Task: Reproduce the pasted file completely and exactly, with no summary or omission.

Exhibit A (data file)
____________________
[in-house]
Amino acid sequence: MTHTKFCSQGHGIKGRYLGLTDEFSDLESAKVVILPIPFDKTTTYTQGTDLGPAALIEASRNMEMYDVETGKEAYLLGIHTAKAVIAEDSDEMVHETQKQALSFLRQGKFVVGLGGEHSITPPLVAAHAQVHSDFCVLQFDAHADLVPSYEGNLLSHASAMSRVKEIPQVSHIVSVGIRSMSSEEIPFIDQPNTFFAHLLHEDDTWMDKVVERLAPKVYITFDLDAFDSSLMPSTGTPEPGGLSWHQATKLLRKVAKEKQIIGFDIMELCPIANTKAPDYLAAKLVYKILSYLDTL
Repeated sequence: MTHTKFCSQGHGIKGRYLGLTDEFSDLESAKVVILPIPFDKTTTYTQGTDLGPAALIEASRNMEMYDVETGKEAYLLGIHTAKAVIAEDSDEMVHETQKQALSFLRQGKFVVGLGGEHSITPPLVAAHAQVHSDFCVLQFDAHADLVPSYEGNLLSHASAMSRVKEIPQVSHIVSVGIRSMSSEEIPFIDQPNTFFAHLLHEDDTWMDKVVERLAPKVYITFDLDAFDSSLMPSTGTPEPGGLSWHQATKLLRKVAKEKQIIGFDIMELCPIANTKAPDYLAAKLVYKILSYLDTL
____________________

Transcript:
[in-house]
Amino acid sequence: MTHTKFCSQGHGIKGRYLGLTDEFSDLESAKVVILPIPFDKTTTYTQGTDLGPAALIEASRNMEMYDVETGKEAYLLGIHTAKAVIAEDSDEMVHETQKQALSFLRQGKFVVGLGGEHSITPPLVAAHAQVHSDFCVLQFDAHADLVPSYEGNLLSHASAMSRVKEIPQVSHIVSVGIRSMSSEEIPFIDQPNTFFAHLLHEDDTWMDKVVERLAPKVYITFDLDAFDSSLMPSTGTPEPGGLSWHQATKLLRKVAKEKQIIGFDIMELCPIANTKAPDYLAAKLVYKILSYLDTL
Repeated sequence: MTHTKFCSQGHGIKGRYLGLTDEFSDLESAKVVILPIPFDKTTTYTQGTDLGPAALIEASRNMEMYDVETGKEAYLLGIHTAKAVIAEDSDEMVHETQKQALSFLRQGKFVVGLGGEHSITPPLVAAHAQVHSDFCVLQFDAHADLVPSYEGNLLSHASAMSRVKEIPQVSHIVSVGIRSMSSEEIPFIDQPNTFFAHLLHEDDTWMDKVVERLAPKVYITFDLDAFDSSLMPSTGTPEPGGLSWHQATKLLRKVAKEKQIIGFDIMELCPIANTKAPDYLAAKLVYKILSYLDTL